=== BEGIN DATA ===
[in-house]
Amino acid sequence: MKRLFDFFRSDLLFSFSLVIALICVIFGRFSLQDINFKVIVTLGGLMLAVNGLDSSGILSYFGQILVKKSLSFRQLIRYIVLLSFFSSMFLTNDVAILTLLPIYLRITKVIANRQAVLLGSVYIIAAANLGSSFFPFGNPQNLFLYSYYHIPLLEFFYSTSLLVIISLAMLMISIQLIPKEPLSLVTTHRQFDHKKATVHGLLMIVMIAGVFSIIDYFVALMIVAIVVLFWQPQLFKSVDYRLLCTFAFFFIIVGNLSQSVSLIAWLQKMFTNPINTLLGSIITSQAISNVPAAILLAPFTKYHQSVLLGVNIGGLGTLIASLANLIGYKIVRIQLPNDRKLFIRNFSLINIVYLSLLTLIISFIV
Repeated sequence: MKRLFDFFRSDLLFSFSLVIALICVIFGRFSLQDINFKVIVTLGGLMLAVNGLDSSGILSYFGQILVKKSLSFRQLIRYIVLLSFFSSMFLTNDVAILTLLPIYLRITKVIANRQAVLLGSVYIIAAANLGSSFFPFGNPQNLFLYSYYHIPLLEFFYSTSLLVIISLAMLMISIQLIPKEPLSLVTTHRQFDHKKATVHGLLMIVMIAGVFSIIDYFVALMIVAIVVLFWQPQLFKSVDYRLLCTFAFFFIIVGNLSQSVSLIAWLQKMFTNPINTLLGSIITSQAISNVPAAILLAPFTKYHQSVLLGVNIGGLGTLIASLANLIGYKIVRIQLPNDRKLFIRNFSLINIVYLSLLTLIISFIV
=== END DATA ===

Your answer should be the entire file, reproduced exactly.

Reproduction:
[in-house]
Amino acid sequence: MKRLFDFFRSDLLFSFSLVIALICVIFGRFSLQDINFKVIVTLGGLMLAVNGLDSSGILSYFGQILVKKSLSFRQLIRYIVLLSFFSSMFLTNDVAILTLLPIYLRITKVIANRQAVLLGSVYIIAAANLGSSFFPFGNPQNLFLYSYYHIPLLEFFYSTSLLVIISLAMLMISIQLIPKEPLSLVTTHRQFDHKKATVHGLLMIVMIAGVFSIIDYFVALMIVAIVVLFWQPQLFKSVDYRLLCTFAFFFIIVGNLSQSVSLIAWLQKMFTNPINTLLGSIITSQAISNVPAAILLAPFTKYHQSVLLGVNIGGLGTLIASLANLIGYKIVRIQLPNDRKLFIRNFSLINIVYLSLLTLIISFIV
Repeated sequence: MKRLFDFFRSDLLFSFSLVIALICVIFGRFSLQDINFKVIVTLGGLMLAVNGLDSSGILSYFGQILVKKSLSFRQLIRYIVLLSFFSSMFLTNDVAILTLLPIYLRITKVIANRQAVLLGSVYIIAAANLGSSFFPFGNPQNLFLYSYYHIPLLEFFYSTSLLVIISLAMLMISIQLIPKEPLSLVTTHRQFDHKKATVHGLLMIVMIAGVFSIIDYFVALMIVAIVVLFWQPQLFKSVDYRLLCTFAFFFIIVGNLSQSVSLIAWLQKMFTNPINTLLGSIITSQAISNVPAAILLAPFTKYHQSVLLGVNIGGLGTLIASLANLIGYKIVRIQLPNDRKLFIRNFSLINIVYLSLLTLIISFIV